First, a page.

Guest Blogger: AgriCorps Fellow, Lyndee Lum; Agriculture teacher and FFA advisor in Colorado
Towards the end of my senior year as an undergrad, I remember feeling lucky that I had an answer to the, often dreaded, question, “What are your plans after graduation?” I was able to confidently respond with my intent to join AgriCorps and work in Ghana, Africa for 11 months. Granted, this was only one year of my life that I had planned ahead of me, but it was something. At that point, I wasn’t entirely sure what my role would be in the world. My farm background and love for plants and soil led me to believe that I would somehow be connected to the ag industry…but, how?
Six months later, I knew. In a doorless, dusty classroom, with a broken chalkboard and more students than desks, I found my passion: teaching. The students I taught were, hands-down, the most important part of my year in Ghana. I found inspiration in the small “Aha!” moments, and I knew that this was something I had to pursue when I returned home.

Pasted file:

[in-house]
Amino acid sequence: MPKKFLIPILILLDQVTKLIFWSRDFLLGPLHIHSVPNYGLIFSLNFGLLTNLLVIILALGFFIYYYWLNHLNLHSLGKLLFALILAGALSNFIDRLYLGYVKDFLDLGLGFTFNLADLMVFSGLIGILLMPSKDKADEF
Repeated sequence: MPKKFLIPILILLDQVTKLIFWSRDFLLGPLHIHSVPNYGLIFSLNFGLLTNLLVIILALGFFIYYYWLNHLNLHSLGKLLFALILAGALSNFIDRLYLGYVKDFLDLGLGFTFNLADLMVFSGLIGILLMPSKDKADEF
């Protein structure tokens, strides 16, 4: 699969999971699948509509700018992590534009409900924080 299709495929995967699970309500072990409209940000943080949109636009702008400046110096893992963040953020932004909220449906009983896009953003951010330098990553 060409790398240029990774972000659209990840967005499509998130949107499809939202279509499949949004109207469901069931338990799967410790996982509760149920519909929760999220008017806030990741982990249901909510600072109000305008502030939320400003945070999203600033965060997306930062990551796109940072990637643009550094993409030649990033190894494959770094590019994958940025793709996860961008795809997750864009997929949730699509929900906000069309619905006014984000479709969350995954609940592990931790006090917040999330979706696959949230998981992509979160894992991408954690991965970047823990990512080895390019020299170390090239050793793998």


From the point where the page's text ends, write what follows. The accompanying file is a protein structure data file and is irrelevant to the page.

Today, I teach high school agriculture science in northern Colorado. The impact my time in Ghana has on my teaching is incredible. Thanks to my time in AgriCorps, my work day is filled with:
The world is in need of people in the agriculture industry who create and refine new and improved methods of producing, storing, processing and distributing food to all people. Time spent in a country like Ghana has made that clear to me. I have found purpose in educating and inspiring young people to choose work that will contribute, in some way, to fulfilling that need.
2. Global Perspective
Living abroad allows you to see the world through a different set of eyes, and I strive to share that vision with my students. My constant goal is to get them thinking outside of the box (Colorado is, literally, shaped like a box.) The first-hand experiences I am able to share with my students is an invaluable tool for achieving this goal.
It would have been impossible for me to complete my time in AgriCorps without developing a huge sense of gratitude for the life I have been given. My daily interactions with colleagues, students, family and strangers are not what they used to be. I appreciate the small things, refuse to stress over the things I cannot change and value the lives around me a little bit more.
Towards the end of my year as an AgriCorps fellow, I remember feeling lucky that I had an answer to the welcomed question, “What are your plans after Ghana?” My response was confident:
I am going to be a teacher.